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Simplistic monitoring solution that is a pleasure to use

Project description


OverC (pronounced: oversee): simplistic monitoring solution that is a pleasure to use.


* Simplicity is the root of all genius: easy to configure and use
* Dynamic and extensible: everything is a plugin, in any scripting language
* Agent-less: data is pushed to OverC server


Sending Data

OverC uses an extremely simple JSON protocol to report arbitrary monitoring data.
You can use the API as you like, but there also is a [command-line overcli tool](#overcli) available
which offers a complete solution.

In general, the following HTTP codes can be sent in response:

In response, you get one of the following HTTP codes:

* `200`: success
* `400`: malformed request (e.g. not enough data provided)
* `403`: authentication failed (e.g. wrong server key)


Checks whether the connection works fine:

"server": { "name": "localhost", "key": "1234" }

In addition to connection-checking, it also tests server authentication.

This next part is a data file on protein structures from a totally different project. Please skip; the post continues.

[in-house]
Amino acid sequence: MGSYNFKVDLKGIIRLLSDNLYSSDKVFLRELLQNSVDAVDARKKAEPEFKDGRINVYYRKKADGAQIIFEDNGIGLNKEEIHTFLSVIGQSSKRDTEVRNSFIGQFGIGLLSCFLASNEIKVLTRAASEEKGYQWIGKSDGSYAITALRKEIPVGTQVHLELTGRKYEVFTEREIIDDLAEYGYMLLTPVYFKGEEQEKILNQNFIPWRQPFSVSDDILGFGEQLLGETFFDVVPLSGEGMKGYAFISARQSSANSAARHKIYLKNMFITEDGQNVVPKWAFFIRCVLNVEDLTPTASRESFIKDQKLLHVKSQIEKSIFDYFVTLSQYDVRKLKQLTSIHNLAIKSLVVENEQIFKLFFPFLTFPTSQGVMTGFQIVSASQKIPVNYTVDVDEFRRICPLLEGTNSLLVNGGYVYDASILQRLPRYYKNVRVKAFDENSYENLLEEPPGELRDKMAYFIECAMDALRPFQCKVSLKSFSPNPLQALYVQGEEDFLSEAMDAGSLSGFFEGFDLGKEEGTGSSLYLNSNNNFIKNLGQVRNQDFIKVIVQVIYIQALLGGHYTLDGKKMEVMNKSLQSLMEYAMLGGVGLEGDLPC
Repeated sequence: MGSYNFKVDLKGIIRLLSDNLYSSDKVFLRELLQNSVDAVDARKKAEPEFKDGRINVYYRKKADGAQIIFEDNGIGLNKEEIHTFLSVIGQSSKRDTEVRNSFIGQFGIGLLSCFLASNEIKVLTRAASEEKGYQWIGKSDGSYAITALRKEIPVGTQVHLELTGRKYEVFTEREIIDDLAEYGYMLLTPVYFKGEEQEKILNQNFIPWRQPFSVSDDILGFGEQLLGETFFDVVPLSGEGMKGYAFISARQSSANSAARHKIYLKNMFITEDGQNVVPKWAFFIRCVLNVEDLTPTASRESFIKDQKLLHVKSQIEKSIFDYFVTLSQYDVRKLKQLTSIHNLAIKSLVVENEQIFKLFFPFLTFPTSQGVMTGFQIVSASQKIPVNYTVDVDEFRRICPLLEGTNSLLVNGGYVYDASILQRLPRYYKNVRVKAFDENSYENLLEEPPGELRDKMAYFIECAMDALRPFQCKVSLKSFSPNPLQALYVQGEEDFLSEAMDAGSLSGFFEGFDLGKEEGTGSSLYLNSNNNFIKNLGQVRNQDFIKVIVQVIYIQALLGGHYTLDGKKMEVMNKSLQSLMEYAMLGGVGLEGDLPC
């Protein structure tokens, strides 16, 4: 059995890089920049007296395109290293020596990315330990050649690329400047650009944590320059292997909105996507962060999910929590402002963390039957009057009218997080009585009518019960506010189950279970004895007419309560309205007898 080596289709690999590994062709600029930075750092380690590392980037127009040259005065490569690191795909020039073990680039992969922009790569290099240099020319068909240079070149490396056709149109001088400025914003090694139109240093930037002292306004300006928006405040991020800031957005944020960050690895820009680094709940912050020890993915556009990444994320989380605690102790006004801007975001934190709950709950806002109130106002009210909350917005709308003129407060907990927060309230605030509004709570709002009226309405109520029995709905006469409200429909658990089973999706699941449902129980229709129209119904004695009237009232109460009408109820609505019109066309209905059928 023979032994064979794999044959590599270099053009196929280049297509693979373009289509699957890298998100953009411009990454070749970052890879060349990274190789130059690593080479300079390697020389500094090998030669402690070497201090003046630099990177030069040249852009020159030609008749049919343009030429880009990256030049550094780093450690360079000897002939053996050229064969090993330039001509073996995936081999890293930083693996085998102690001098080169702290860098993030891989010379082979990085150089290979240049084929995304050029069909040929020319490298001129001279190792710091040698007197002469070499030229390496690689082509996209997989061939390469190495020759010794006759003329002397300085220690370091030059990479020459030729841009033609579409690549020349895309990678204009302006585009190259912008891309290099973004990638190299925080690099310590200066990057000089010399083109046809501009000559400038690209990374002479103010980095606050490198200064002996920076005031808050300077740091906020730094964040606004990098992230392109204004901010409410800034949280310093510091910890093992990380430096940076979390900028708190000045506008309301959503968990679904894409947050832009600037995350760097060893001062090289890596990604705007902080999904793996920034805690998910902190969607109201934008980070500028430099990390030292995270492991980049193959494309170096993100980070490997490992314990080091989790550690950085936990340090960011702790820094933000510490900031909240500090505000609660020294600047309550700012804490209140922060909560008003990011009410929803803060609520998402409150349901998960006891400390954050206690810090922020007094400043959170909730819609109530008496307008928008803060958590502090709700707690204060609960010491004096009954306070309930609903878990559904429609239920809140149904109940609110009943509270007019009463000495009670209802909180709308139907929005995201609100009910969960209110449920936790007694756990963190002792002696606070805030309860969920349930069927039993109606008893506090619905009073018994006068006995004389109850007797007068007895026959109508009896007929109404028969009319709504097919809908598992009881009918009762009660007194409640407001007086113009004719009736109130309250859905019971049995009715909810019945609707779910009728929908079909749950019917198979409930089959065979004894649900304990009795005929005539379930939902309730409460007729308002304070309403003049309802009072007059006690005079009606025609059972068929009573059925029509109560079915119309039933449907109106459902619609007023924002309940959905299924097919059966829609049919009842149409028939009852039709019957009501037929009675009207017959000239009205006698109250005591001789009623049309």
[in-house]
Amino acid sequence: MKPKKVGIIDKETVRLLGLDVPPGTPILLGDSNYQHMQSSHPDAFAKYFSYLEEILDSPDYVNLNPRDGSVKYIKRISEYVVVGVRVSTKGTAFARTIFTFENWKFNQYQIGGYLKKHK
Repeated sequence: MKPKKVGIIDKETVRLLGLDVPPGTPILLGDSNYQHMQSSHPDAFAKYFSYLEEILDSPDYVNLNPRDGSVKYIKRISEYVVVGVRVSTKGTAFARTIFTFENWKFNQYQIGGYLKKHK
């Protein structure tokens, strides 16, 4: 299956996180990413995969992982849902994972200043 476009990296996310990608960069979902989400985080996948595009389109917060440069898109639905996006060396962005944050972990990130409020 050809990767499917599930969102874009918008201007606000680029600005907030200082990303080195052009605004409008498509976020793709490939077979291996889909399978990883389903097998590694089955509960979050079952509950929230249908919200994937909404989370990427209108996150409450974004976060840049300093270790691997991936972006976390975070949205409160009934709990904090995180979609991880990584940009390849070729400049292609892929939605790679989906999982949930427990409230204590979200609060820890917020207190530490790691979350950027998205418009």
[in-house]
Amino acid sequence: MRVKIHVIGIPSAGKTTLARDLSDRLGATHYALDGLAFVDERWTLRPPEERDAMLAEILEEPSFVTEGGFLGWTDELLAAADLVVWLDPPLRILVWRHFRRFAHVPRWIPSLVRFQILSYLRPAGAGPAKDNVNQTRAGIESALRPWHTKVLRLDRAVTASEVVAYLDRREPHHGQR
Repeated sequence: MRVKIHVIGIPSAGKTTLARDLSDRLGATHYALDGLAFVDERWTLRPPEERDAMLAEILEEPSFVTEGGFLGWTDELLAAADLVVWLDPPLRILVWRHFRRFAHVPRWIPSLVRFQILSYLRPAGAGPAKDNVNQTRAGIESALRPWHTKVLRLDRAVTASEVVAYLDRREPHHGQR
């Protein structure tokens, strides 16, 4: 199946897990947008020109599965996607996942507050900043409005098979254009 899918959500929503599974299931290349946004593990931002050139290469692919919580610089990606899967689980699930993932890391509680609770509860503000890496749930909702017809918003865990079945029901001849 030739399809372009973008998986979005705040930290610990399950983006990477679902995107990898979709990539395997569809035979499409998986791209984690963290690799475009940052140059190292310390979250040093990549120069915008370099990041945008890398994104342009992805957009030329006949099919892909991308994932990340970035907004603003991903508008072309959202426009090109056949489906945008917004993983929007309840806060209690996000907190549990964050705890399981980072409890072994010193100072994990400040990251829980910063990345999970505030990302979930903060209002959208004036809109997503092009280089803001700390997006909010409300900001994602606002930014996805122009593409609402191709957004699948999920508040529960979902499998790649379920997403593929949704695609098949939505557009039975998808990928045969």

Proceed to the next section for more information.

Reporting Services

OverC does not connect to anything: all data should be POSTed to it as JSON to `/api/set/service/status`:

"server": { "name": "localhost", "key": "1234" },
"period": 60,
"services": [
{ "name": "application", "state": "OK", "info": "up 32h" },
{ "name": "cpu", "state": "OK", "info": "28% load" },
{ "name": "queue", "state": "OK", "info": "3 items" },

Keys explained:

* `"server"` is the *Server* identification.

Whenever a Server reports for the first time, OverC remembers it and stores its name and access key.
Subsequent connections are only authorized if the same server key is used.

You can provide any name/key pair for the server identification: the server is automatically registered at OverC.
Just make sure you keep using the same identification pair: if you try to send a key that's different from the one
that was used initially, you'll get an `403 Forbidden` error in response.